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London, day 6: 18 September 2006

Started: 2006-09-24 16:29:44

Submitted: 2006-09-24 16:44:11

Visibility: World-readable


2020 BST 17 September 2006

Piccadilly Line to King's Cross: 18 minute journey.

Trains from King's Cross to Cambridge: depart at :15, :45; duration: 47 minutes.

Trains returning from Cambridge to King's Cross: depart at :15, :45; duration: 49 minutes.

Bus to Cambridge city centre: City 1; departs centre every 10 minutes until 1850, then 1910, 1930, half-hourly until midnight.

1940 BST 19 September 2006

Yesterday I got to see all the things in Cambridge that I didn't get to see last summer.

Kiesa and I took the tube (Piccadilly Line) to King's Cross Station, then caught the train (operated by First Capitol Connect) to Cambridge. (Had we been 2 minutes later, we could have bought a late-day travelcard (starting after 0930) and probably caught the 1015 train, arriving at Cambridge at 1100.) On the way, I read Singularity Sky, a paperback I purchased to entertain me on the the trip and the flight. Kiesa tore through the four paperbacks she bought for the trip. (She had trouble finding more books; details to follow. No doubt at length.)

Kings College Chapel
Kings College Chapel

Caught the bus into the city centre (£1 each) and started following the first walking tour in the Cambridge and Oxford tour book I bought at the Boulder Bookstore. First stop was Great St. Mary's church, the university church (£2) with great views of Kings College Chapel and the rest of Cambridge. My tour book provided great insights into the church and its history. Having a cheat sheet with the reigns of England's monarch at the back of the book was especially helpful, since so much of English history is wrapped up in its kings and queens.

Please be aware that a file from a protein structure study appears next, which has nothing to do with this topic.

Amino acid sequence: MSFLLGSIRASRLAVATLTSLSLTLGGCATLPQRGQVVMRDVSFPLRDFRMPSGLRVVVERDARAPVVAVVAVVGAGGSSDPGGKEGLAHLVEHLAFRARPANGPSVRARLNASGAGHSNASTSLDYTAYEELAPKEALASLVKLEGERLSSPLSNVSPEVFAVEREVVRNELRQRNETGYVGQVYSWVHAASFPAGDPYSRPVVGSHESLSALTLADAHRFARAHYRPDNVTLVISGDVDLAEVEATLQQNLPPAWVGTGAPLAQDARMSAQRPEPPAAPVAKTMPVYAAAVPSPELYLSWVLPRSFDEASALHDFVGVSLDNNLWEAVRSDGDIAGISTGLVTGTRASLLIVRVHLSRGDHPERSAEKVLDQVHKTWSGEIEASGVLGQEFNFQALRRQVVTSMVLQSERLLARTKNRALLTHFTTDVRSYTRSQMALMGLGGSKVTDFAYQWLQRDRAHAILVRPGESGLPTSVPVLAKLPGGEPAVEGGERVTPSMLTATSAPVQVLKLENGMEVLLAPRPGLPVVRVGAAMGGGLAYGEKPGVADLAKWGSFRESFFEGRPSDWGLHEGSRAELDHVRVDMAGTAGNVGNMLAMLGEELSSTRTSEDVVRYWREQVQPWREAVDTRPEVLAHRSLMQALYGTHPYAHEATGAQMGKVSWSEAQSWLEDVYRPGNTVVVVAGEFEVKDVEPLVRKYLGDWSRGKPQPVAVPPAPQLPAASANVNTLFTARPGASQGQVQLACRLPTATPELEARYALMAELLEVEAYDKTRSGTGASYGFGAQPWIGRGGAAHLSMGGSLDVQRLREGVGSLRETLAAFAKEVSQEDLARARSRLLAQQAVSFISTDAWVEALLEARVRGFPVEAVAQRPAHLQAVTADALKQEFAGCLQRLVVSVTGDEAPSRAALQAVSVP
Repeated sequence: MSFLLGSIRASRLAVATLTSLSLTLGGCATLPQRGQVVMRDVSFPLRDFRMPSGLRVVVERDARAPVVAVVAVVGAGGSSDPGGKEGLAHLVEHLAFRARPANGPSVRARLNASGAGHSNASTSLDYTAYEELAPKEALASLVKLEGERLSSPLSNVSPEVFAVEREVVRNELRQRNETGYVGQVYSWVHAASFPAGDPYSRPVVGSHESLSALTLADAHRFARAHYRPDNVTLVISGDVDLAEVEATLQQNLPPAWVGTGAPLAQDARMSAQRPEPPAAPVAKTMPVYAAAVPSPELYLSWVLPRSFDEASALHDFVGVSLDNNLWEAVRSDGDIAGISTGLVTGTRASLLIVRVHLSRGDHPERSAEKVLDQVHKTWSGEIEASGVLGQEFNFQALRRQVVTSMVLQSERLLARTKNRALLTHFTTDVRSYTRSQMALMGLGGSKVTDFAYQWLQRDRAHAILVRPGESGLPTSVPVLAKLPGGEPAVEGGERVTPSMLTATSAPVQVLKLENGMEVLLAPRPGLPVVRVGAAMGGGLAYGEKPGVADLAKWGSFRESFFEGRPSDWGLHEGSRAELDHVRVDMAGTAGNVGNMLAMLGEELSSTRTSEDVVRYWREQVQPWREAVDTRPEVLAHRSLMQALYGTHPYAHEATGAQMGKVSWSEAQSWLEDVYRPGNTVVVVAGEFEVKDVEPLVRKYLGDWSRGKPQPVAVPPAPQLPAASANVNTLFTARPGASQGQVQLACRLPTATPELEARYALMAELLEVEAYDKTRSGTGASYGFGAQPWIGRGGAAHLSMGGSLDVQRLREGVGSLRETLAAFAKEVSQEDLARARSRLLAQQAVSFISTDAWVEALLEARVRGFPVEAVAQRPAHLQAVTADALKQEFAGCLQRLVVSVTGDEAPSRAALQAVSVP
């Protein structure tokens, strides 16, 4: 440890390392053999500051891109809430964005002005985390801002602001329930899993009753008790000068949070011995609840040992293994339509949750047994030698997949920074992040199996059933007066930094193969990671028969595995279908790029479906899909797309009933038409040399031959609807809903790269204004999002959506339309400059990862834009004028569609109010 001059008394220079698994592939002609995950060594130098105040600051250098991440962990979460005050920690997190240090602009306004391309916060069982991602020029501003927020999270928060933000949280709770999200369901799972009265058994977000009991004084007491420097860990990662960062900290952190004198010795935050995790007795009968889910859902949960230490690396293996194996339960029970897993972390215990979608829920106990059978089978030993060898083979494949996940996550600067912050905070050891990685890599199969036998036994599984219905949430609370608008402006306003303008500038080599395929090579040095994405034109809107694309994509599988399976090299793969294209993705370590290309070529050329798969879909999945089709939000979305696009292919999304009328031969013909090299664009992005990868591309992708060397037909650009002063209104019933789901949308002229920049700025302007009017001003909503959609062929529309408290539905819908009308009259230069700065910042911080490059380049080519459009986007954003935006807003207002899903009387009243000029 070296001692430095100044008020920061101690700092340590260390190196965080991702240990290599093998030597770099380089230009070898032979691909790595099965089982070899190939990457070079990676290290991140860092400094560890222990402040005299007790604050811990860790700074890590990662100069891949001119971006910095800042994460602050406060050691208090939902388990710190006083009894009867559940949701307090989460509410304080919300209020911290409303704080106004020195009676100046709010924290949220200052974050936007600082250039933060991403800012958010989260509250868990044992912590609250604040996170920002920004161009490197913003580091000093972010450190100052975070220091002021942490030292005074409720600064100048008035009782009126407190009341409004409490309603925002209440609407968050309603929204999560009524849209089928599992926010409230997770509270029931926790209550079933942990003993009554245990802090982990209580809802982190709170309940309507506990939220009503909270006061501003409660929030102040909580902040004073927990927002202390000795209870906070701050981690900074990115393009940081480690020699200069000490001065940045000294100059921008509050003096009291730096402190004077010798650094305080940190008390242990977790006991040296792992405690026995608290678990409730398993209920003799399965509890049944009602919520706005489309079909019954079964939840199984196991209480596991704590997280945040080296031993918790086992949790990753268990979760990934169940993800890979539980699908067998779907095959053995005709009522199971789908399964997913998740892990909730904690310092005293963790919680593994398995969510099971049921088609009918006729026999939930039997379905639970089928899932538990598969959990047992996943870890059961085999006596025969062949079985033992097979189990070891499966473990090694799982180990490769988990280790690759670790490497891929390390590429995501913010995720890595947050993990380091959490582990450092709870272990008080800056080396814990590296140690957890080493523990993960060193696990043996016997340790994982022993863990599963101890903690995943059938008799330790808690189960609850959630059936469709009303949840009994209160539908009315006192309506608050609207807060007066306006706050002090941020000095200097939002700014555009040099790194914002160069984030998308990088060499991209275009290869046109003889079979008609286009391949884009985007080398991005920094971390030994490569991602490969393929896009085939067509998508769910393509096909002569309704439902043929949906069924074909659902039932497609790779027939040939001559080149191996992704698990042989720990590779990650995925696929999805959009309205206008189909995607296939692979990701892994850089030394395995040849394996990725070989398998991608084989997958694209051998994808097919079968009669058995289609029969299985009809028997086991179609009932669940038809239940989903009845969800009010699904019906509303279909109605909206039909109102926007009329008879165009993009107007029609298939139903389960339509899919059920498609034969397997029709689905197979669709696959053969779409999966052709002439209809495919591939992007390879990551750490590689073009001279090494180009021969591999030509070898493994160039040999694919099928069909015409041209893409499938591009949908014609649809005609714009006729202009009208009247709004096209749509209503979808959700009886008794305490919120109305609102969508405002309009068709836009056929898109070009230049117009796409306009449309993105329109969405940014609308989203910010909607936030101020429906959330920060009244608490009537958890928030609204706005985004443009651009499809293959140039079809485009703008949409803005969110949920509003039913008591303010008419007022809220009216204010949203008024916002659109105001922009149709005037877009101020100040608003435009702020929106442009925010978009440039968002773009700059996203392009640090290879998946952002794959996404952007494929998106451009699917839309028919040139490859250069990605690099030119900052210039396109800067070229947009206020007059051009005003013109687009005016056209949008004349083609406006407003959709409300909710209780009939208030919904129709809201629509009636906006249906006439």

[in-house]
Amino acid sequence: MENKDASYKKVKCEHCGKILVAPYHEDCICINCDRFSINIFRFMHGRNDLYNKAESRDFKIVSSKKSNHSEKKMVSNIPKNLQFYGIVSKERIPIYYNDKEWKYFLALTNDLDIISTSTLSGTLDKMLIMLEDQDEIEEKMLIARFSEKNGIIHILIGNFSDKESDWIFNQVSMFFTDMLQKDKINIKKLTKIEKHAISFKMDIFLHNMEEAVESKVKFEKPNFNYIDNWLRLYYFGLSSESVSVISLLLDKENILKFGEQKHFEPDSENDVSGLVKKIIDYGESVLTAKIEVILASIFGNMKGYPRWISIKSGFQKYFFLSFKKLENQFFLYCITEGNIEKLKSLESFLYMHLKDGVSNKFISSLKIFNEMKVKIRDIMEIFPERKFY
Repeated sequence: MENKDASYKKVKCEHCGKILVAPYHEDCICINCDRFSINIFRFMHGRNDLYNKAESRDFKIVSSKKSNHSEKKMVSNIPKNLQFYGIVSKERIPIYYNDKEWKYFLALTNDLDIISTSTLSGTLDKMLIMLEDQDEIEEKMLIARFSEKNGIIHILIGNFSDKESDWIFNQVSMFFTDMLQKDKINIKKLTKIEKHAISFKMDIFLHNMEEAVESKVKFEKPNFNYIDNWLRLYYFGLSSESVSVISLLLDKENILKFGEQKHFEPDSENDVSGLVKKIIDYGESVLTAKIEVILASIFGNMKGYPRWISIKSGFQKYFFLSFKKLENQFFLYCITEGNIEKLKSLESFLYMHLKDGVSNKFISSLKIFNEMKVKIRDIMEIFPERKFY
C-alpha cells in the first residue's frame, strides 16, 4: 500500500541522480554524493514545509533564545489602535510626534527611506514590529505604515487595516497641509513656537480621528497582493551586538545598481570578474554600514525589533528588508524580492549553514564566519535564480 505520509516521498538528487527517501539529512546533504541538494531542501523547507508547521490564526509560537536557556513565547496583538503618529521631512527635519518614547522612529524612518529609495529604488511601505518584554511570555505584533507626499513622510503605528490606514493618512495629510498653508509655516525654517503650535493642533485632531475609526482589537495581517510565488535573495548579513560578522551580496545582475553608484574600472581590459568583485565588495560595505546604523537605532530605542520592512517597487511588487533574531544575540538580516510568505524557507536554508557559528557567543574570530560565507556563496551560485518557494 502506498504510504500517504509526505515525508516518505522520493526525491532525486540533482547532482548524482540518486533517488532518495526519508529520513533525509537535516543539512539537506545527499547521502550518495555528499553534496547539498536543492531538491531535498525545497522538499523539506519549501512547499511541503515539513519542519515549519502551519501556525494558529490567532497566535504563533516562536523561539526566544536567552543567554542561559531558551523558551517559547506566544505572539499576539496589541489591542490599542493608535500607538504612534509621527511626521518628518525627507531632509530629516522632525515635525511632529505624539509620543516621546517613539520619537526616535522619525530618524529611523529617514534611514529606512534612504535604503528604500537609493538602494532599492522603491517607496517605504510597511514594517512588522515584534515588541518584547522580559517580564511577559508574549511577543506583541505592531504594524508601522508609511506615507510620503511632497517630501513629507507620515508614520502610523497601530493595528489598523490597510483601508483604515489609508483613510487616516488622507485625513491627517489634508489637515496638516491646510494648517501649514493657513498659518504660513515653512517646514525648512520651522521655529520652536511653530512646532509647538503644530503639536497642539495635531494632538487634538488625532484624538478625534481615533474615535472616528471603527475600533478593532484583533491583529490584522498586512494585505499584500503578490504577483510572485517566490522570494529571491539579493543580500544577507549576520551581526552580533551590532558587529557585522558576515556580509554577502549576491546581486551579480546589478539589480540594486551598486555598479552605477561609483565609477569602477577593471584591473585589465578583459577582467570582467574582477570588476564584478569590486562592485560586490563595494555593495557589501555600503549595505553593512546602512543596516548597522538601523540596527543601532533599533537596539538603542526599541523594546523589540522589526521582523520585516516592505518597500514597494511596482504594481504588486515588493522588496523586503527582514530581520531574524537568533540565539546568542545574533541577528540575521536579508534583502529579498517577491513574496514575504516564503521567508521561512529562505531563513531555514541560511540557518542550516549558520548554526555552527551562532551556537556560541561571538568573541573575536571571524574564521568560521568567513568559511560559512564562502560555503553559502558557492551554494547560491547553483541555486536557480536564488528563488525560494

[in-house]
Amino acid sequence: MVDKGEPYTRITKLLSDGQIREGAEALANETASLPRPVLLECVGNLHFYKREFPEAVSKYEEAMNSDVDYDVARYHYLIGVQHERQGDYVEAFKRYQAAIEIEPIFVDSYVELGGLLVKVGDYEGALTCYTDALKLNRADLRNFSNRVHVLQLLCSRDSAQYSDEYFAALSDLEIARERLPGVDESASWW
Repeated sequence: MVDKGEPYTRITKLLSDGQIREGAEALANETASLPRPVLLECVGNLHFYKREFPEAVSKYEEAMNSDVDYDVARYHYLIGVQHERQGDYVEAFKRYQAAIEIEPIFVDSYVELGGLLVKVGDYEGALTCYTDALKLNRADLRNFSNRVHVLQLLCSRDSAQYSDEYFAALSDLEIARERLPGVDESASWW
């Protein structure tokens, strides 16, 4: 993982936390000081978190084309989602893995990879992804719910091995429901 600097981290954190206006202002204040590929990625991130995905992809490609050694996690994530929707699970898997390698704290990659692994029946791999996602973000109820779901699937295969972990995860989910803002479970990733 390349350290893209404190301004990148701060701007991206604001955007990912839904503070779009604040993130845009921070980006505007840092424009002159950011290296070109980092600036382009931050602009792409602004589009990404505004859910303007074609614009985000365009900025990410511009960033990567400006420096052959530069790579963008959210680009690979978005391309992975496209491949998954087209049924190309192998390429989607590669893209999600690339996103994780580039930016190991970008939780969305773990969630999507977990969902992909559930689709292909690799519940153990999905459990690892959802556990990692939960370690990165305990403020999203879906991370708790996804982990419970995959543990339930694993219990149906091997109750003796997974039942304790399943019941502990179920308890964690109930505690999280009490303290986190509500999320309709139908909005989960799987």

Next: Kings College, starting with the chapel. If one sees only one thing in Cambridge, it should be the chapel... and I didn't make it in time to see it last year. The ceiling was amazing -- I know why they call it "perpendicular Gothic". No pictures allowed, though, so no record other than text. (Not that it stopped others, though.)

River Cam
River Cam

We walked out the back of the chapel to the Cam, saw the cows maintained by the college, and looped back to Trinity College.

Cambridge: Kings College Chapel, Cows, and the Cam
Cambridge: Kings College Chapel, Cows, and the Cam

Before seeing Trinity College (the largest in Cambridge), we searched for toilets and lunch. (The british are a bit more honest with their facility needs; they ask for toilets or, occasionally, a WC, not any of the euphemism we Americans come up with like "restrooms".) We located public toilets in the nearby shopping plaza, next to the library and a chocolate store where Kiesa indulged herself with a minty dessert. We ate pasties from the Great Cornwall Pasty Company -- not entirely unlike handheld British samosas. (Visualize savory pie fillings inside a hand-held pastry about the size of an average sandwich.)

Wren Library, Trinity College, Cambridge
Wren Library, Trinity College, Cambridge

We visited Trinity College and got in for free since the till wouldn't take our money. We showed up too late to get into the Wren Library (elevated above ground level to protect the books), but I did manage to take numerous pictures, usually of the same subject, with multiple exposure settings. (I know enough about my camera to be dangerous.)